The families who reside in a housing complex in the village of Mwafaqiya, east of Mosul in northern Iraq, were getting ready for a holiday, the annual Muslim festival of Eid, when a truck carrying sheep drove into their neighbourhood. The sheep were allegedly sacrificial animals and would be killed and eaten over the holidays; the truck parked in the village overnight. But the vehicle was also carrying something else. At six in the morning on Oct. 17, a bomb on the truck was detonated.
Around a dozen locals were killed and up to a further 55 injured. Many of them were children. This was the Eid gift that terrorists had brought to this village. And that is even though the village is actually already a refuge, crowded with Iraqis of Shabak ethnicity, who had fled from sectarian persecution in other parts of the state of Ninawa and set up new homes here.
As the BBC explains, “the 30,000-strong Shabak community mostly live near Iraq\'s border with Turkey. They speak a distinct language and largely follow a faith that is a blend of Shiite Islam and local beliefs, and are periodically targeted in attacks by militants”.
Some Shabak believe they are closer to the Kurdish in Iraq and there have been requests that the Kurds send their own security forces down to protect the Shabaks. But other Shabaks believe they are closer to Iraq’s Arabs and these tend to keep their distance from Iraqi Kurdistan. There are no accurate statistics but it’s believed that about just over half of the Shabaks are Shiite Muslims and the rest are Sunni Muslims.
Most Shabaks live in villages stretching in an arc from the north of Mosul to the furthest east and many make their living selling livestock. Quite a few families lived near to, or in, Mosul until recently but because of the escalation in attacks against them, many have also moved back to their villages of origin.
After the bomb in Mwafaqiya, a group of angry young Shabak men closed the roads near the village that goes between the cities of Mosul and Erbil in Iraqi Kurdistan on Oct. 18. They demanded protection for the Shabak villages as well as compensation for the victims of the attack and they threatened to hold further protests if the authorities didn’t do anything about it.
The Shabak people have lost any confidence they had in the government’s security forces, says Hanin al-Qadu, a former MP in Baghdad and political representative of the Shabak minority. “Security forces keep repeating that they can control the terrorists and that they have arrested hundreds,” al-Qadu told NIQASH. “But nothing has really changed. There’s no clear plan for security and the security forces don’t have any idea of where the terrorists hide out or their targets or how they achieve their work. How could all of this take place and nobody stop them?” al-Qadu asked.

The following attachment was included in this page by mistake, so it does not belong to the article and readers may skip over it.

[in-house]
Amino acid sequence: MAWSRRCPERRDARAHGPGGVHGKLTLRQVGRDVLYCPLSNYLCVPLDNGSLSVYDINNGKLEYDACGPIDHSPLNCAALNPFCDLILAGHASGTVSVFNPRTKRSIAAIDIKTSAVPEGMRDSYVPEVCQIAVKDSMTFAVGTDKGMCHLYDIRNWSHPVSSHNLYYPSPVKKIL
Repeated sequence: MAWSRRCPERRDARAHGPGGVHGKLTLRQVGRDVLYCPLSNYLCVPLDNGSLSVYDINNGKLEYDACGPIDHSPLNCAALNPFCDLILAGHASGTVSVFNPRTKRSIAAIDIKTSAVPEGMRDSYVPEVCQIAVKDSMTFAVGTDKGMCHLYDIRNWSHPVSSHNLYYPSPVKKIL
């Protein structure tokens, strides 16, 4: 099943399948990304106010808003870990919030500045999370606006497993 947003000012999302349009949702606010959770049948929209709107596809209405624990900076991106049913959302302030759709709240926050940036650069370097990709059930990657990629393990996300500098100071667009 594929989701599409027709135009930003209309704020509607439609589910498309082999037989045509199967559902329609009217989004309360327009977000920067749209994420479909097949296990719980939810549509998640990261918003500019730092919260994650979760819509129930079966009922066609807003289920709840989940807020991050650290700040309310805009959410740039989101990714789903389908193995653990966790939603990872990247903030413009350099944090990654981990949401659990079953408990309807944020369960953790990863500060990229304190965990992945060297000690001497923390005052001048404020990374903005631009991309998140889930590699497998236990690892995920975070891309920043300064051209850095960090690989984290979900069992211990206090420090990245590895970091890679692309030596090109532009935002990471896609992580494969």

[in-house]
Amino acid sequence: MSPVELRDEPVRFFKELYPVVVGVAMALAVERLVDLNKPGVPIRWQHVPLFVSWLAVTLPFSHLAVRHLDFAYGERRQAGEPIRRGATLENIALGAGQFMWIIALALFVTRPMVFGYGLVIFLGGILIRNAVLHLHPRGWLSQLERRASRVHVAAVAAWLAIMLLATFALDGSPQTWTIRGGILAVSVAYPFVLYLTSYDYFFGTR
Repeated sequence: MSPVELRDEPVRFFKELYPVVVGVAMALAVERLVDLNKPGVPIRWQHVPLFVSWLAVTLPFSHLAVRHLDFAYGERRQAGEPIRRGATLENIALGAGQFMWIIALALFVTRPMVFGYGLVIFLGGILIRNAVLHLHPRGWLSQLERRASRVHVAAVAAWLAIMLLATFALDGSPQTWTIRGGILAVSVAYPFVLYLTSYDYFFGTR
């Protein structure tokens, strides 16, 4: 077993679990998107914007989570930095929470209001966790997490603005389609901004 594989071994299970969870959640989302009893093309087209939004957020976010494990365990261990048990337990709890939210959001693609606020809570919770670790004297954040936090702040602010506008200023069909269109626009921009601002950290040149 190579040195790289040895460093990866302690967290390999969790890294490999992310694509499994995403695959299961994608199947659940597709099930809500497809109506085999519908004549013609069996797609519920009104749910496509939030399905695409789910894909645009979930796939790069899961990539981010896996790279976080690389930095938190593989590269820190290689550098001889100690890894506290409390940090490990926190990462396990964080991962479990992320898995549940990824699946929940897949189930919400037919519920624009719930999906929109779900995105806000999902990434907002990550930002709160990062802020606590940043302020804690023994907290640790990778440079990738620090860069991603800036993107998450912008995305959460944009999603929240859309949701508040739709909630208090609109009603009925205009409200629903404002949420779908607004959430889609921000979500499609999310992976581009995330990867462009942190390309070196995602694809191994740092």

To solve the problem, he says a military force made up of Shabaks only should be formed to protect their own people.
“Almost 1,500 Shabak families have left Mosul over the past few years and settled in other communities outside of the city,” says Qusay Abbas, who represented Shabak interests on the last provincial council in Ninawa. “Despite this, these people are still being targeted while security forces just sit and watch and do nothing. And local politicians don’t do anything but denounce the violence.”
The head of the advisory commission for Shabak affairs in Ninawa, Salim al-Shabaki, told NIQASH that around 300 Shabak families have actually joined that exodus over the past few days because of threatening letters they received. The letters, signed by the Islamic State in Iraq – the Al Qaeda affiliated Sunni Muslim extremist group – gave the Shabak families three days to get out of town or else they would be murdered.
Meanwhile the local police seem to know full well what is going on and why. A senior officer in the Ninawa police force, who didn’t want to be named for security reasons, said the deterioration in security in Mosul isn’t just impacting on the Shabaks – it is affecting everyone, all the different ethnic and religious groups in the province.
The extremists’ plan is to isolate the different groups, he explained, in order to divide and conquer. It is the same plan that seems to be being used in the rest of Iraq, he noted.
Shabaks and Shiite Muslims in the area, which is well known as a base for Al Qaeda affiliated extremists, are being targeted deliberately. Many of the Sunni Muslim extremists make it clear that their campaign of terror is in revenge for the way that Sunni Muslims are allegedly being treated in the Shiite-Muslim dominated areas in the south of Iraq. And, the police officer said, these extremists won’t hesitate to shoot or bomb people’s houses while they are in them.